Soviet rule gave Ukraine an administration, but no independence.[13] The communists welcomed loyal Ukrainians yet purged nationalists.[14] Stalin subsequently allowed less freedom and expanded Russification policies. Ironically, by letting millions starve in the Holodomor famine he brutally facilitated Ukrainian consciousness. He also united most Ukrainians in a single state in the Second World War by annexing Polish, Romanian and Czechoslovakian territories.[15] 

Territorial evolution of the Ukrainian SSR 1922–1954. Source: Ion Cepleanu (CC) commons.wikimedia.org

After Stalin, Ukrainians entered Soviet bureaucracy. Moreover, Crimea was given to Ukraine in 1954.[16] Despite assimilation policies, Ukrainian identity reproduced[17] and developed as it had a state, which they did not have since the 18th century.[18] A 1959 poll showed 75 per cent perceived themselves Ukrainian. Only the Russian dominated Crimea[19] was an exception.[20]

However, Ukrainian and Soviet identities competed. In the faster industrialising east, peasants were caught up in the Soviet project.[21] Russians emigrating to cities like Donetsk also changed demographics.[22] Sovietisation had more impact since it hadn’t experienced Russian-Soviet rule until the Second World War.[23] In contrast, Ukrainians in the west had fought with the whites in the Russian revolution.[24] Ukrainian identity was also stronger due to Polish resentment and demographic domination caused by the Jews’ mass removal and Ukrainian influx to western Ukraine after the war.[25] 

Polarisation in independent Ukraine

In the 1980s, perestroika and glasnost’s opening led to independence in 1991, supported in referendum in all Ukraine, including the Crimea[26]. However, Ukrainian nationalism was more dominant in the west and clashed with the Russian dominated Crimea[27], as well as east of Ukraine where the Soviet ideology remained strong.[28]

Ukraine’s independence referendum results in 1991. Map by Lantus (CC) commons.wikimedia.org

In the 1990s, Ukrainian politics was characterised as ‘‘rapacious individualism’’. Politicians, often oligarch puppets, had fluid ideologies.[29] These shifted based on the power balance of oligarchs that captured the state. Polarising policies were pursued that benefitted electoral fortunes only. Ukraine’s first President Kravchuk (1991-1994) neglected economic reform, causing Soviet nostalgia in the east. He also promoted narrow Ukrainian identity politics popular in the west, which angered those in the east. [30]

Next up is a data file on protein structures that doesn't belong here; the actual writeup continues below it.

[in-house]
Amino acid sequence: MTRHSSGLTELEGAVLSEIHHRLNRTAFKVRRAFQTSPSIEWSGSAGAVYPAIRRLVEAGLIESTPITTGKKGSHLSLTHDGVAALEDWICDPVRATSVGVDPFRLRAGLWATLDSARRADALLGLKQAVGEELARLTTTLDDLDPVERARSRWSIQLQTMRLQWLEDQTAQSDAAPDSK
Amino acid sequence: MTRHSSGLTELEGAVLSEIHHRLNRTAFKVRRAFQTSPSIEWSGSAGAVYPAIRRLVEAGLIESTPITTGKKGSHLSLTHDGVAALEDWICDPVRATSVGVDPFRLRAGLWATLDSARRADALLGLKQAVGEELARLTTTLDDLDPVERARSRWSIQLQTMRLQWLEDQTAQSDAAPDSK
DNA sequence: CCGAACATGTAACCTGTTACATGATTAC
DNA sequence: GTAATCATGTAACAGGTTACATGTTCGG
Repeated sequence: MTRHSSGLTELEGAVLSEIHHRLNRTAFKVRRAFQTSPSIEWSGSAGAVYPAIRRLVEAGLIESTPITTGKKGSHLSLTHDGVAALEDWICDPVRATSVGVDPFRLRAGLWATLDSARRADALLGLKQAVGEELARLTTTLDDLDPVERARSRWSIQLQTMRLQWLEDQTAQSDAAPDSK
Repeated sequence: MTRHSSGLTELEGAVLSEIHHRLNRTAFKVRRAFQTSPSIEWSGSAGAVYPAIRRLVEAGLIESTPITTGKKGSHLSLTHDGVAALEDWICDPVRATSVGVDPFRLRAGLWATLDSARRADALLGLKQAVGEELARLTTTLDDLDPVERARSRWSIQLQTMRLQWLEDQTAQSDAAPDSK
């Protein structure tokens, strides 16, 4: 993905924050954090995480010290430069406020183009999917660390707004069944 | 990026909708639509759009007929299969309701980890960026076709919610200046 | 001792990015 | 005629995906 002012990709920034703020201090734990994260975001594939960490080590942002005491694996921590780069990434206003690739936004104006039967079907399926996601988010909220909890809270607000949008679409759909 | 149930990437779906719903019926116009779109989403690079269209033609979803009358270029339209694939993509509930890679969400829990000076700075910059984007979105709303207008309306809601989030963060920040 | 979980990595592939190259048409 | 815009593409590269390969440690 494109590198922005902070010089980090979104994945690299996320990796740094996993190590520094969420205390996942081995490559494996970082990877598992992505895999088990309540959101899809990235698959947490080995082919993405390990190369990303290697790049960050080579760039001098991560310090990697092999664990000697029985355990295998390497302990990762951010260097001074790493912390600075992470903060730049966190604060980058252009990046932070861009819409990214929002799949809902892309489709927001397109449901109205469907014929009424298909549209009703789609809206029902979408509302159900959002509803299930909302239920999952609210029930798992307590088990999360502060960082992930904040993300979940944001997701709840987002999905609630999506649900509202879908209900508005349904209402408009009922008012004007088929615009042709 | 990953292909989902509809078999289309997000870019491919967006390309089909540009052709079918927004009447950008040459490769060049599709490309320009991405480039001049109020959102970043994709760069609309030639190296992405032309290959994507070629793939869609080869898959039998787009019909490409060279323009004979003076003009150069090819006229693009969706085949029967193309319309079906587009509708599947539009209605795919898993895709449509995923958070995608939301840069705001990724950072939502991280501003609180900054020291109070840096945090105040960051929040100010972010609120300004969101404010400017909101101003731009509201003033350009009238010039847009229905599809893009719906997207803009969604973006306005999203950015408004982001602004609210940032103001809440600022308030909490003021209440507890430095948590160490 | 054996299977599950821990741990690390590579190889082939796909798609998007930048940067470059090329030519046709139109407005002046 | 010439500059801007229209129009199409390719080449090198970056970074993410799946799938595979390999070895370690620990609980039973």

President Kuchma (1994-2005) had a flip-flop approach.[31] Supported in the east, he focused on Russia, before seeking NATO membership and being the first to state Ukraine should join the EU. He later focused on Russia again.[32] Elections were often framed as ‘‘us versus them’’. Artificially created frames of ‘‘two Ukraines’’ were used horribly, with one side supposedly wanting to break ties with Russia, abolish Russian and join NATO versus a side that wanted to turn Ukrainians into Russians.[33] During the 2004 presidential elections, Viktor Yushchenko was depicted a Nazi and American spy, whereas Viktor Yanukovych was a criminal that wanted to turn Ukraine into a Russian province.[34] 

Orange Revolution: old wine in new bottles

After 2004’s Orange Revolution, Yushchenko was elected who, together with Yulia Tymoshenko as prime minister, moved Ukraine towards NATO and the EU.[35] Plans to establish a Ukrainian patriarchate and Christian ethics in education angered atheists and non-Christians in the east, as well as limiting Russian broadcasting and harassing Russian cultural organisations.[36] 

Weak progress and infighting led to Yushchenko’s loss in the 2007 parliamentary elections and the first round of the 2010 presidential elections. Tymoshenko, in turn, lost to Yanukovych in the second round, who also won the 2012 parliamentary elections. He pursued anti-Ukrainian language and cultural policies, limited media freedom and put opponents like Tymoshenko in prison, which polarised the country even more.[37] Overall, electoral opportunism prevailed, whereas efforts to consolidate national identity were undermined.[38] 

Euromaidan’s trigger